Summers are said to be the best time to see tigers but what many people miss in their single-minded focus on spotting the stripes in this season is the coming alive of not just one species but a plethora of life forms. It is summer when the forest sheds all its seasonal inhibitions and offers the patient and sensitive observer, some brilliant sessions in natural history.
The dawn light breaks into the forest with a gentle coolness that belies the heat of the day ahead. The trees wake up to welcome the cool in their own ways – the tall ones stretch their branches, while the bamboo creaks, swaying gently in the morning breeze. As the coolness of the dawn gives way to the heat of the morning, the forest assaults its visitors with the dense, earthy fragrance of the lantana in flower. Enthusiastic birders are treated to the sight of coucals and peafowls dipping their baked bodies into the nearest water hole, quenching their thirst in the welcome shimmering water.
The deep ‘hoop hoop’ of the coucal as it shakes its wings free of water is answered by the haunting call of the Indian Pitta echoing through the forest, purposeful and loud for such a small bird. Seeing a Pitta takes effort but the luckier and more patient birders may be able catch a fleeting glimpse of blue and green feathers, busily hopping on the leaf litter of the forest floor. The Pitta’s calls are usually backed by the sound of the Coppersmith Barbet who calls earnestly from the confines of a tree, resembling nothing as much as a trembling leaf. Only close looks are rewarded by the sight of its blood-red head and yellow chin.
Mornings see the forest awash with the scarlet canopy of the tree evocatively known as the flame-of-the-forest. Locally known as the Palash, the scarlet flowers of this tree, also known as the bastard teak, dot the landscape on these hot, dry days like a series of bonfires. Considered to be an incarnation of the fire god Agni, this tree is beloved to the Hanuman or Grey Langur monkeys and often plays host to these silver haired sentinels of the forest who feast on the tree’s fruit pods. The searing heat of the palash flowers is reflected in the sky as it shimmers a relentless cerulean blue dotted with occasional tufts of cotton clouds on its surface. The Mahua (an economically important tree of India’s Central Highlands) is in full bloom during this season with its thick-petalled cream-coloured flowers littering the forest floor every dawn and new red leaves adorning its branches. Any description of summer would be incomplete without a mention of those most beloved members of the forest – its water bodies. Worshipped the year around, it is in summer that water becomes the most preferred venue for a diverse range of fauna to congregate. A flock of vultures dip their beaks into the nearest water body while wild boars wallow in the mud grunting with pleasure. A lone jackal makes a quick pit-stop, dispersing the vultures who take flight, their great wings making a swooshing sound as they perch on a dead tree. Forest streams carve their own gurgling paths through thick patches of the wavy kans grass, carrying with them the intoxicating fragrance of hot, wet earth.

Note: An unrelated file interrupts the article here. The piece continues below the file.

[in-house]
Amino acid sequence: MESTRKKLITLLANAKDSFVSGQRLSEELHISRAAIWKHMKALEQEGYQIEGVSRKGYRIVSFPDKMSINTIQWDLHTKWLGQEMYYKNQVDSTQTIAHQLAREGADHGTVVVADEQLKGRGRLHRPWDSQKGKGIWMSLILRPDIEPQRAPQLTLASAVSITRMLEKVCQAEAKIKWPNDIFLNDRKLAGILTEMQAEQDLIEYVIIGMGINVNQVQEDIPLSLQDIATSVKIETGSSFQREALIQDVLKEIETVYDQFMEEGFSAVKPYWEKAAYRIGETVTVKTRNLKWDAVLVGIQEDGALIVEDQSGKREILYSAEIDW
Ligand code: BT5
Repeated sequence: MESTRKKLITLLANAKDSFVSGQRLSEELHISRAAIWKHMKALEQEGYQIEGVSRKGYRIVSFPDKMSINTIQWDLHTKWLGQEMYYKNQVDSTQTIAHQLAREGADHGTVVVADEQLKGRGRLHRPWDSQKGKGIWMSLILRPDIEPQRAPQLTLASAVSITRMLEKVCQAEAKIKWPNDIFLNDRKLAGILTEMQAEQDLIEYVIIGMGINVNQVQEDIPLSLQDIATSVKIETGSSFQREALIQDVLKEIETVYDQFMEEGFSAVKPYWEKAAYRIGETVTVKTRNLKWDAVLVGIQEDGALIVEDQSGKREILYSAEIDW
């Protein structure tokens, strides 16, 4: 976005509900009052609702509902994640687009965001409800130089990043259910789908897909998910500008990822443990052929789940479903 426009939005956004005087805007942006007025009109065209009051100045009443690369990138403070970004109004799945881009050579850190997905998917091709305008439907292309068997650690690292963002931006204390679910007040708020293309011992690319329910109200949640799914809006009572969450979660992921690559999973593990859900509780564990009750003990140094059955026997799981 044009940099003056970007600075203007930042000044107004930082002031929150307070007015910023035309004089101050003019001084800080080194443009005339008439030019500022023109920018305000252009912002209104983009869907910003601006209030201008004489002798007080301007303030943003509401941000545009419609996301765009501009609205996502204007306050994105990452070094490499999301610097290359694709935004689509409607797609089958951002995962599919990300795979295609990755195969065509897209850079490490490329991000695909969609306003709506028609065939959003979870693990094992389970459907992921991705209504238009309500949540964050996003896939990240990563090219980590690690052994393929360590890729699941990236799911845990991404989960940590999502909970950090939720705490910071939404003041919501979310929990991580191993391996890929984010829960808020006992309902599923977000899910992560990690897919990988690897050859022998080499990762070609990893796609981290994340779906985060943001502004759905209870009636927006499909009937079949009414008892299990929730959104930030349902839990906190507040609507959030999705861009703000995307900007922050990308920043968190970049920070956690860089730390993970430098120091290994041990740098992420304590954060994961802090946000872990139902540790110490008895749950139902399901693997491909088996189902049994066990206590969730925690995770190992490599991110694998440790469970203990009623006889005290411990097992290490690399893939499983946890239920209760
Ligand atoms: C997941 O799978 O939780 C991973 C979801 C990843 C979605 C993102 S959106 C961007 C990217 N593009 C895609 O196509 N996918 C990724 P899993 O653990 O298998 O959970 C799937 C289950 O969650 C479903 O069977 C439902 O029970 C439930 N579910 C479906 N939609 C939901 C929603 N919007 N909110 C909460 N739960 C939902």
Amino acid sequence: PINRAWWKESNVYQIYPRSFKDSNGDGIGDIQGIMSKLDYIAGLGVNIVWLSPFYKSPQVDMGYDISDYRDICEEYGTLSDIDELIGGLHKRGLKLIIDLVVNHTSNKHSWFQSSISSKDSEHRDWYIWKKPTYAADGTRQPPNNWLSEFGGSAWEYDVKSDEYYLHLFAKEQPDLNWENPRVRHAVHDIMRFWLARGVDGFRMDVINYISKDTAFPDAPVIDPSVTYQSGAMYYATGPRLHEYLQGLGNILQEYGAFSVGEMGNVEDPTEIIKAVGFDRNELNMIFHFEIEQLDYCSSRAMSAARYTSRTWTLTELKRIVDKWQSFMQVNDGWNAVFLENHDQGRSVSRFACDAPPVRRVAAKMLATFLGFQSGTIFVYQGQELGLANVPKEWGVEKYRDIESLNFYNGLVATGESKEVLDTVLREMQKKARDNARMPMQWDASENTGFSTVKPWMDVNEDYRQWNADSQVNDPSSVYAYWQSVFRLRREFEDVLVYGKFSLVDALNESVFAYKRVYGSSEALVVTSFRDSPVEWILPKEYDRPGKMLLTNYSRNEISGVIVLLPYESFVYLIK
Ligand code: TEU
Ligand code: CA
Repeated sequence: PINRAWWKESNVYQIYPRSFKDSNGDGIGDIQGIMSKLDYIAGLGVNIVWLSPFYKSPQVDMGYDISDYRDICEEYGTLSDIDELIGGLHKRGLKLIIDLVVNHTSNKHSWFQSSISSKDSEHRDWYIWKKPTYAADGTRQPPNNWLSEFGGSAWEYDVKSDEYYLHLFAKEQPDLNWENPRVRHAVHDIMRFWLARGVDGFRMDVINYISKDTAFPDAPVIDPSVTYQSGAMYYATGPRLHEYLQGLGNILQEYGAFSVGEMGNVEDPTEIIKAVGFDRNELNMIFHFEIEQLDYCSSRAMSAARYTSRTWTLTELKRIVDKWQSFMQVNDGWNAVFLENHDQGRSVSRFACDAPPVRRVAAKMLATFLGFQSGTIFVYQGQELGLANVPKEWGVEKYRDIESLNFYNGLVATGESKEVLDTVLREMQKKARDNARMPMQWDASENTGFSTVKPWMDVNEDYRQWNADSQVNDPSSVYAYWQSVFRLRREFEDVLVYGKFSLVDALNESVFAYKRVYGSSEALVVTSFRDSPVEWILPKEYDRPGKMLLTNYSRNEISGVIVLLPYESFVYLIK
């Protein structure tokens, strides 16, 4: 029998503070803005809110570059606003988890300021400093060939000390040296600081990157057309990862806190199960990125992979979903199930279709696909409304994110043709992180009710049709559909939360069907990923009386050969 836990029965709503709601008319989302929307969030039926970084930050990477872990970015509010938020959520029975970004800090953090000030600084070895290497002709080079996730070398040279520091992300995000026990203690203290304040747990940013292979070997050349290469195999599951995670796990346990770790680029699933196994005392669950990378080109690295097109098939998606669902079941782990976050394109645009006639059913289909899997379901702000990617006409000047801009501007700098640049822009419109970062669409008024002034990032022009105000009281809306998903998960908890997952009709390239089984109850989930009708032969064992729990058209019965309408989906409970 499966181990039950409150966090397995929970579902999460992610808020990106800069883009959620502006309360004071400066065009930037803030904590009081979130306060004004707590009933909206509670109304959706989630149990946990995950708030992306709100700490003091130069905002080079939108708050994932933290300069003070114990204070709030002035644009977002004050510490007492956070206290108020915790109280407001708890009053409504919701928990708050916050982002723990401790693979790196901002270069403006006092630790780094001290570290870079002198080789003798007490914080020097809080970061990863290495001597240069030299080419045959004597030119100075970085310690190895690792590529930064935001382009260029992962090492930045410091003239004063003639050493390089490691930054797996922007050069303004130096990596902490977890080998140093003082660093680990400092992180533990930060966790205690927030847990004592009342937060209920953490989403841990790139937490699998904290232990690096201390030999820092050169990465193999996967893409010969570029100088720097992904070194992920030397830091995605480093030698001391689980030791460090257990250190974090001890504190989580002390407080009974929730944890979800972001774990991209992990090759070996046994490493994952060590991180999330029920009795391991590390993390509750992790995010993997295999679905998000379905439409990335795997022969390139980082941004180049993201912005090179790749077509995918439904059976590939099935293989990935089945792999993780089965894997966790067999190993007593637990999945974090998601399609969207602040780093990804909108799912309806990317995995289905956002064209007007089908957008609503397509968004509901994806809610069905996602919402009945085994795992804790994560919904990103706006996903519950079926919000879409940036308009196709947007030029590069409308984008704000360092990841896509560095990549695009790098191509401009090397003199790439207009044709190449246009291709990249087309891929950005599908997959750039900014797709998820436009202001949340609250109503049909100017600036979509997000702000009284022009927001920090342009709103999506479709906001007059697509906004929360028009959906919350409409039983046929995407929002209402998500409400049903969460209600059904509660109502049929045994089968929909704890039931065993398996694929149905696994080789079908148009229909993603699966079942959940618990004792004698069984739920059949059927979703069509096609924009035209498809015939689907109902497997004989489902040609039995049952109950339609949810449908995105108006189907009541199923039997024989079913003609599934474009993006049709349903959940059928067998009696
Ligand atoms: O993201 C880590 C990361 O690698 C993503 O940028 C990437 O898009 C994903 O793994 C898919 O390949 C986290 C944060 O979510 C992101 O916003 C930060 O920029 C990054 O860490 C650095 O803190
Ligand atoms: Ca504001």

As the dawn gives way to the morning, the muddy forest floor is often a scrapbook of animal tracks and signs. Bear tracks that oddly enough resemble human footprints, bird-tracks of an active lapwing, hoof tracks of the Chital, pugmarks of the big cats and sometimes even a human shoe print giving away the location of a forest chowki or patrolling camp nearby. As the day becomes hotter, the wise visitor books his space under the best shade trees – the mango or the banyan.